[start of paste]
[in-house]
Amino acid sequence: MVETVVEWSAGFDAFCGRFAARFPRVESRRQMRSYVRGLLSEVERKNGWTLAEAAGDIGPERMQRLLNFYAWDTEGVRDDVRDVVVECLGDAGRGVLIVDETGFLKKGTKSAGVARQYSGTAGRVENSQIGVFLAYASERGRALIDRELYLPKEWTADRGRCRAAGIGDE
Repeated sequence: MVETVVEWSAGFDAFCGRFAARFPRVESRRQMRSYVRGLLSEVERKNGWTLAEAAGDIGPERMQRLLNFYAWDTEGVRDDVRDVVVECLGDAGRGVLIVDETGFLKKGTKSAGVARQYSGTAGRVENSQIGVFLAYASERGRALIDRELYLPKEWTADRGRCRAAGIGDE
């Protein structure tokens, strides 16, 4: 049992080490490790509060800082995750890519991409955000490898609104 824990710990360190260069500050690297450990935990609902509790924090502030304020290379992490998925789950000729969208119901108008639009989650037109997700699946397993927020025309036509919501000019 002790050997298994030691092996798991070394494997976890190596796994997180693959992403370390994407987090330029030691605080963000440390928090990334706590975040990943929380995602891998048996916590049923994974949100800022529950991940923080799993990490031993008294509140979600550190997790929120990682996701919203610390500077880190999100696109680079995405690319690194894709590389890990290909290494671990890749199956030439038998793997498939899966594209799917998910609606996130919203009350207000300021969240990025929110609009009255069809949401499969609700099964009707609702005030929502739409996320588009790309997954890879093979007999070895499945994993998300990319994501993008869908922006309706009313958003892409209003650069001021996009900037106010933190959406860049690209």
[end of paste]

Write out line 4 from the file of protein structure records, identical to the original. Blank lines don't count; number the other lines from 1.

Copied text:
């Protein structure tokens, strides 16, 4: 049992080490490790509060800082995750890519991409955000490898609104 824990710990360190260069500050690297450990935990609902509790924090502030304020290379992490998925789950000729969208119901108008639009989650037109997700699946397993927020025309036509919501000019 002790050997298994030691092996798991070394494997976890190596796994997180693959992403370390994407987090330029030691605080963000440390928090990334706590975040990943929380995602891998048996916590049923994974949100800022529950991940923080799993990490031993008294509140979600550190997790929120990682996701919203610390500077880190999100696109680079995405690319690194894709590389890990290909290494671990890749199956030439038998793997498939899966594209799917998910609606996130919203009350207000300021969240990025929110609009009255069809949401499969609700099964009707609702005030929502739409996320588009790309997954890879093979007999070895499945994993998300990319994501993008869908922006309706009313958003892409209003650069001021996009900037106010933190959406860049690209």